If you can’t make it to Manta Point, but still want to regale in a spectacular show of these majestic creatures in the Maldives, MaldivesComplete has the scoop that BBC2 will broadcast ‘Andrea: Queen of Mantas’ on Wednesday 11 November 8 pm (if you do not live in the UK, check out the BBC iPlayer website to see if and when the programme will be broadcast over the Internet which many of their shows are now).
“Andrea: Queen of the Mantas tracks student Andrea Marshall over the course of a year as she dives the Indian Ocean unlocking secrets about the manta ray – a balletic cousin to the shark, with ‘wings’ which can span 7 metres (20 ft) wide…[R]evelations in the film include…the first tv footage of around 150 mantas massing near the Maldives…[in conjunction with the show] an online campaign seeking better safeguards for sharks and mantas is being run by The Save Our Seas Foundation, a main sponsor of manta ray research in Mozambique and around the Maldives.”
Eeek a shark! One of the most prevalent sea creatures that you will encounter in the Maldives is the white-tipped reef shark. But for those who have gorged on too many Hollywood special effects, rest assured there is nothing to fear. In fact, one of the most prominent characteristics of these infamous fish is how skittish they are themselves. After a while of snorkelling and catching glimpses of them, you really start to want to see them closer and realise how apprehensive they are about getting anywhere near you.
The most prevalent are the bitty ones you see in the lagoons like the one our children Isley and Chase are admiring above. But they do grow up to several feet long, but those ones are just as harmless (in fact, the bigger they are, the bigger scaredy cats that they seem to be).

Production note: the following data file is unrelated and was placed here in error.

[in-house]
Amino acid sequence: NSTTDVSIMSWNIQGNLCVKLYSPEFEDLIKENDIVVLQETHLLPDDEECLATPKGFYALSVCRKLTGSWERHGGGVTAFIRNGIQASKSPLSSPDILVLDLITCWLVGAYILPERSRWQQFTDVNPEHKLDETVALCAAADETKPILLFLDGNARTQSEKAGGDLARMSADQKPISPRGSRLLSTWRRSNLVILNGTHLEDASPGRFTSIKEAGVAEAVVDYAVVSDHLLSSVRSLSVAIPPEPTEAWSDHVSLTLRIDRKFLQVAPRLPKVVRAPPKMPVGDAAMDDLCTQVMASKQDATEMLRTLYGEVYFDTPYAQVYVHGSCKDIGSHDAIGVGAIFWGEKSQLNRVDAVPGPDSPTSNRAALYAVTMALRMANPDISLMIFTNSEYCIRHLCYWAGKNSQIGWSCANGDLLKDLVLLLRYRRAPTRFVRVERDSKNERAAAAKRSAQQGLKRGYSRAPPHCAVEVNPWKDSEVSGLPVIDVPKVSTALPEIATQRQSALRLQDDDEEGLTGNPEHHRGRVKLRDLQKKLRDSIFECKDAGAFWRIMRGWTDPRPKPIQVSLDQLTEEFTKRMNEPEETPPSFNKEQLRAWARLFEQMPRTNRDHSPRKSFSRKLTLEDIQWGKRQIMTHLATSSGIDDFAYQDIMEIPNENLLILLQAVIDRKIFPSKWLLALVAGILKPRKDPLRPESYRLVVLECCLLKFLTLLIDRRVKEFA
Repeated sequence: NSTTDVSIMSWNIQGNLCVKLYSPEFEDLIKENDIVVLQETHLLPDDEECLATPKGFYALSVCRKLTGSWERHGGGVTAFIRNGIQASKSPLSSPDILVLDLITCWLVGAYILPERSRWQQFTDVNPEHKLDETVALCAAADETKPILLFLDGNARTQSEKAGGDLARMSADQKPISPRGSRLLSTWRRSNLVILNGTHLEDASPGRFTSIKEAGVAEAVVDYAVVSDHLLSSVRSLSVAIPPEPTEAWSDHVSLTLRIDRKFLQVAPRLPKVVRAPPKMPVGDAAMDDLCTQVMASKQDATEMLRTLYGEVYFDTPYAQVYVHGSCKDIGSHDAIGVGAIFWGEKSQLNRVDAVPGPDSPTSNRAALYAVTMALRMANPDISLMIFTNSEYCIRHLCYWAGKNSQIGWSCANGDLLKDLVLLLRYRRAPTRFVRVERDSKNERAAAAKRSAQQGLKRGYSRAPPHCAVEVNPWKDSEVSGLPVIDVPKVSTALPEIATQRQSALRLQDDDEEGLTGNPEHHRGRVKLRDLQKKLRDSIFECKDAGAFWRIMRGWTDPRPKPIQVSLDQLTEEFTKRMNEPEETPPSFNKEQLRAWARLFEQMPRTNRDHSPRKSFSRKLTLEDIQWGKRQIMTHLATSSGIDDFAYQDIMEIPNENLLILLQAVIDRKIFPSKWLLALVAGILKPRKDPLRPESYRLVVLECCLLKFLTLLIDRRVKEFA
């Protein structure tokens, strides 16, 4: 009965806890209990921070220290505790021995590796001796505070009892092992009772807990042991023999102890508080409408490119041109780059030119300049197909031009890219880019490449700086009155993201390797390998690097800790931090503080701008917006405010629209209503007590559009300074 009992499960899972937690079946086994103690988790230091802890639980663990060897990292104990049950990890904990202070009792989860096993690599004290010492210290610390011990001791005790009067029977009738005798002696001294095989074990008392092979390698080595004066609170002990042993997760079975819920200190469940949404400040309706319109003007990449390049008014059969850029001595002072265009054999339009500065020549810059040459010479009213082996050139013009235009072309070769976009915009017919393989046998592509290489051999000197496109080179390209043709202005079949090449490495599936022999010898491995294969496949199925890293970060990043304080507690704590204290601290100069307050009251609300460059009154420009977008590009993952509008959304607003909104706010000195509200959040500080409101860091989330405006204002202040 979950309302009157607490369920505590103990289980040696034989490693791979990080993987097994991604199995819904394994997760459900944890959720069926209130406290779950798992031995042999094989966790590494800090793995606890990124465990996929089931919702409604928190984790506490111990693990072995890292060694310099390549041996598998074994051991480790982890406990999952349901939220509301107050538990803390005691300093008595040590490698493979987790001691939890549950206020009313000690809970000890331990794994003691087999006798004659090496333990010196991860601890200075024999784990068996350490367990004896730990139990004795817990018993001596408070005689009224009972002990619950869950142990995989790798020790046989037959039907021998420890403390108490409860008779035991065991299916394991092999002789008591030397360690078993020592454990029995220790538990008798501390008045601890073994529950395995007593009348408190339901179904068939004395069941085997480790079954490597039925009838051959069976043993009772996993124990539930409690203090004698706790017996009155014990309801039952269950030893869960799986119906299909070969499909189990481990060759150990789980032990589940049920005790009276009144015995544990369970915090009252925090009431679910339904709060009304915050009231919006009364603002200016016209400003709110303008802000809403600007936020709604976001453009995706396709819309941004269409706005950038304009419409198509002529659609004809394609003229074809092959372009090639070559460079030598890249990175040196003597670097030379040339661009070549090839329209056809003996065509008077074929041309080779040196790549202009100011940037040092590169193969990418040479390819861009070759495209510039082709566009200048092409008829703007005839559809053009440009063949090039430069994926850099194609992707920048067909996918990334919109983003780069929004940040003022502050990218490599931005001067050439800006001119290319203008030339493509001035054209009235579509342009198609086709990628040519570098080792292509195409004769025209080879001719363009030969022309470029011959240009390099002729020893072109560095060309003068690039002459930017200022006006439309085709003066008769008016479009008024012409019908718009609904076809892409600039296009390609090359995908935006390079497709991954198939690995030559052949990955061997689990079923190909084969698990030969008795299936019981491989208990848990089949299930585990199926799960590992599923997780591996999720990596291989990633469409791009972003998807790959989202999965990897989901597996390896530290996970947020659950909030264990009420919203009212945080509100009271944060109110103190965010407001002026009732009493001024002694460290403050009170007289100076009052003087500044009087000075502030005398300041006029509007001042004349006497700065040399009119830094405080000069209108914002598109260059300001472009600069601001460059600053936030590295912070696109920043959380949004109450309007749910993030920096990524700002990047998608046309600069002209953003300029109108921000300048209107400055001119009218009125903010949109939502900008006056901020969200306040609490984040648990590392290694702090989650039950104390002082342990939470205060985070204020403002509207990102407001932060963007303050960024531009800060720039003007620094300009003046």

If you want to see as many of these popular and populous creatures, then the place to go is Maaya Thila, described at the ‘White Tip Reef Shark Capital of the Maldives’. While Maayafushi and Halaveli are nearby, the closest resort to this specially protected marine area is Bathala.
Tim Godfrey describes Maaya Thila in his book ‘Dive Maldives’…
“The smaller white-tips are the centre of attention, with dozens of them circling the reef. Maaya Thila is about 80 metres in diameter and can be easily circumnavigated in one dive – if the current is favourable – although it is not uncommon for divers to spend the entire dive in one area to digest the incredible diversity of marine life.”
One of the very first and most common questions to ask of any ‘Maldives Best Of’ selection is what is the ‘Best House Reef’.
Maldives is easily one of the world’s top dive areas up there with the Red Sea, the Great Barrier Reef, the Caribbean. But it really stands out for snorkelling. It’s topology of eroded atolls (check out Atoll Terms and Atoll Formation) provide endless shallow and protected areas for leisurely snorkelling as well as steeper reef walls for a different perspective.
The subject was raised on the premier travel review site, TripAdvisor – “Which are the Top 10 Best Resort Reefs?” – and the expert opinion for the top one is Kandoludhoo. The assessment comes from one of TripAdvisor’s top Maldive forum experts, ‘spammie’ with 1,946 posts on the Maldives to his credit. He writes…
“Kandoludhoo has been not been harmed in the ’98 el nino due to lucky currents. So while the other reefs have had to recover from severe coral bleaching, Kandoludhoo looks just like the Maldives used to. To my knowledge its the only actually intact reef in the Maldives. It’s generally considered the number 1 reef because of that. It’s full of huge table corals and just impressive. Also easily accessible. However, several of the other reefs are recovering nicely and are quickly catching up again.”